Charles Q. Choi
Read Here the scientific research article by Sana Inoue and Tetsuro Matsuzawa in CURRENT BIOLOGY, "Working Memory of Numerals in Chimpanzees" Primate Research Institute, Kyoto University, Inuyama, Aichi 484-8506, Japan
Watch the video clip (click here): Video: Chimps Do Numbers
A chimpanzee named Ayumu as he begins a memory test
with nine numerals placed in various positions on a touchscreen.
(Photo courtesy AP/Primate Research Institute )
Young chimps apparently have an extraordinary ability to remember numerals, and recall them even better than human adults do.
A sharp memory could prove useful to chimps in the wild.
Although researchers have extensively studied chimpanzee memory in the past, the general assumption has been that it is inferior to that of humans, as with many other mental functions.
Researcher Tetsuro Matsuzawa, director of the Primate Research Institute of Kyoto University in Japan said,
"There are still many people, including many biologists, who believe that humans are superior to chimpanzees in all cognitive functions. No one can imagine that chimpanzees — young chimpanzees at the age of 5 — have a better performance in a memory task than humans.
(This) shows for the first time that young chimpanzees have an extraordinary working memory capability for numerical recollection — better than that of human adults tested in the same apparatus, following the same procedure.
Young chimpanzees are superior to human adults in the immediate memory of details.
Suppose that a group of males met an adjacent group in the patrol of the territory. It is important to know how many enemies and where [they are] in the bush at a glance.
Suppose that a chimpanzee arrived at a huge fig tree. It is important to know where the red ripe fruits are, against green ones. It is also important to know the positions of top-ranking males. You cannot eat fruits near the high-ranking males."
The scientists tested three pairs of mother and infant chimpanzees against NINE UNIVERSITY students in a memory task involving numerals.
All of the chimps had already learned the ascending order of Arabic numerals, from 1 to 9.
The chimpanzees and humans were each briefly shown four to nine numerals at a time scattered across a touchscreen. Those numbers were then all simultaneously replaced with blank squares.
The volunteers then had to recall which numeral appeared in which place and touch the squares in ascending order, from lowest to highest. The chimps were rewarded with raisins or apple cubes for correct answers.
The scientists unsurprisingly found that people got worse the less time the numerals spent onscreen.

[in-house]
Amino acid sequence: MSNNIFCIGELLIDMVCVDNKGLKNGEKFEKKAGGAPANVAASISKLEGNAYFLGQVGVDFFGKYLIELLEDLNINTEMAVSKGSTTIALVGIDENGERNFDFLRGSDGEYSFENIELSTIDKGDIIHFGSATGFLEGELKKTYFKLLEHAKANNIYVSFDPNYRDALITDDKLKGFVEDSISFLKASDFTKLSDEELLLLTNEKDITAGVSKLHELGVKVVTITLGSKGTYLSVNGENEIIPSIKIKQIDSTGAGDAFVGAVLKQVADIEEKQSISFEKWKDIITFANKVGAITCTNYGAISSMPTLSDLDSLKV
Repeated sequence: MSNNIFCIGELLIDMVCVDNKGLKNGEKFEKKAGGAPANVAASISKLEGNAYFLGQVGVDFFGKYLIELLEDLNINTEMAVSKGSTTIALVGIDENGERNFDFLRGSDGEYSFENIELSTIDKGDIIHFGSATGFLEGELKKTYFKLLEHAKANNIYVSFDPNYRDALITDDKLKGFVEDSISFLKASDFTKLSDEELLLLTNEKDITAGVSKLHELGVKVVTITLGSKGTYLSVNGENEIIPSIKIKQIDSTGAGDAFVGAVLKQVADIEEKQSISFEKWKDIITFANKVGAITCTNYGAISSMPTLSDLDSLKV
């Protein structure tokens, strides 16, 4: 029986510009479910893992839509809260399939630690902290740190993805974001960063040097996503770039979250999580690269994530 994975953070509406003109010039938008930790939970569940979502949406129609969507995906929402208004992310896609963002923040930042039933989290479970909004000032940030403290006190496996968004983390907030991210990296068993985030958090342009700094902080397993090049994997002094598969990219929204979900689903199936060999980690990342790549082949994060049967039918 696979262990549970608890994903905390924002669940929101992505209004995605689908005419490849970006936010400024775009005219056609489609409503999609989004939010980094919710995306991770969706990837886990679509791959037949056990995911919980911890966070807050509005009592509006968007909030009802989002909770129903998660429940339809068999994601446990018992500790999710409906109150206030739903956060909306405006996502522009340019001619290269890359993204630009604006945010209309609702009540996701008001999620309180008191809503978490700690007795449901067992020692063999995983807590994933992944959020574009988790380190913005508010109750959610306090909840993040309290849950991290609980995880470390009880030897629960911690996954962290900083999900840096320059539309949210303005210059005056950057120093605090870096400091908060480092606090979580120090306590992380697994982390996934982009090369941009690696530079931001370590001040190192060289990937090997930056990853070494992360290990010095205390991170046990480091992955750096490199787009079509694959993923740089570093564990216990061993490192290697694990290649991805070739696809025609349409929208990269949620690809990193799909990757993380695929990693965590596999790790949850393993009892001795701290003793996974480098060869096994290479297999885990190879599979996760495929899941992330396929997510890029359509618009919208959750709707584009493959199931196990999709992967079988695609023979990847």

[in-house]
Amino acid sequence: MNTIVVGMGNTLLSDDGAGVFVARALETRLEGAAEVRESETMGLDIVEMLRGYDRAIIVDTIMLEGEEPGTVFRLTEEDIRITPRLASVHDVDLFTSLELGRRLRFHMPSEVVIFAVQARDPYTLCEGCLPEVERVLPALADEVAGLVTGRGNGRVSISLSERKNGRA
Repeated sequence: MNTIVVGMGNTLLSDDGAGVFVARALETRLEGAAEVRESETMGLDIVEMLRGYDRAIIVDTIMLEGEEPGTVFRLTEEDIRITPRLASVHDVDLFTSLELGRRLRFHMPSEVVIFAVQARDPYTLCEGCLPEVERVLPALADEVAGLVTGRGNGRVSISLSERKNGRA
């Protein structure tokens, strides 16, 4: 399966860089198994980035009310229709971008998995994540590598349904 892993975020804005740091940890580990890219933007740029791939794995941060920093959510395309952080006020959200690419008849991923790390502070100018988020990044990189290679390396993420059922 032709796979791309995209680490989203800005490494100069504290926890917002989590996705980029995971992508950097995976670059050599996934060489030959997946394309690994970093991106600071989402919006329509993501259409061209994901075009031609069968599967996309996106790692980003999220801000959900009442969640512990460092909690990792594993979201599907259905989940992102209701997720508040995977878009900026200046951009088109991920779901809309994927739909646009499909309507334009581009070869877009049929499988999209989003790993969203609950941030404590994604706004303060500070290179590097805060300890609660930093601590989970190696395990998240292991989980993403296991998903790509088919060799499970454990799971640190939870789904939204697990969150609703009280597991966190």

However, they discovered the three young chimps could remember many numerals with a glance, with virtually no change in performance even when the numbers were flashed for just 210 milliseconds — roughly twice as long as a blink of an eye and not enough time for human vision to wander across a screen.
In general, the young chimps performed better than their mothers and adult humans.
Matsuzawa said the young chimps' ability resembled photographic memory, the ability in humans to retain a detailed and accurate picture of a complex scene or pattern. This talent—also known as eidetic imagery—is also known to decline with age, as it seems to do in chimps.
This talent — also known as eidetic imagery — is also known to decline with age in humans, as it seems to do in chimps.
As to why chimpanzees—humanity's closest living relatives—have such a strong talent compared to most humans, Matsuzawa speculated there was an evolutionary tradeoff between this kind of sharp memory and the higher mental functions seen in humans, such as our advanced capability for language.
"It's amazing what this chimpanzee is able to do," Elizabeth Lonsdorf, director of the Lester E. Fisher Center for the Study and Conservation of Apes at the Lincoln Park Zoo in Chicago, told the Associated Press. The center studies the mental abilities of apes, but Lonsdorf didn't participate in the new study.
She admired Ayumu's performance when the numbers flashed only briefly on the screen.
"I just watched the video of that and I can tell you right now, there's no way I can do it," she said. "It's unbelievable. I can't even get the first two [squares]."
The research by Matsuzawa and his colleague Sana Inoue is detailed in the Dec. 4 issue of the journal Current Biology.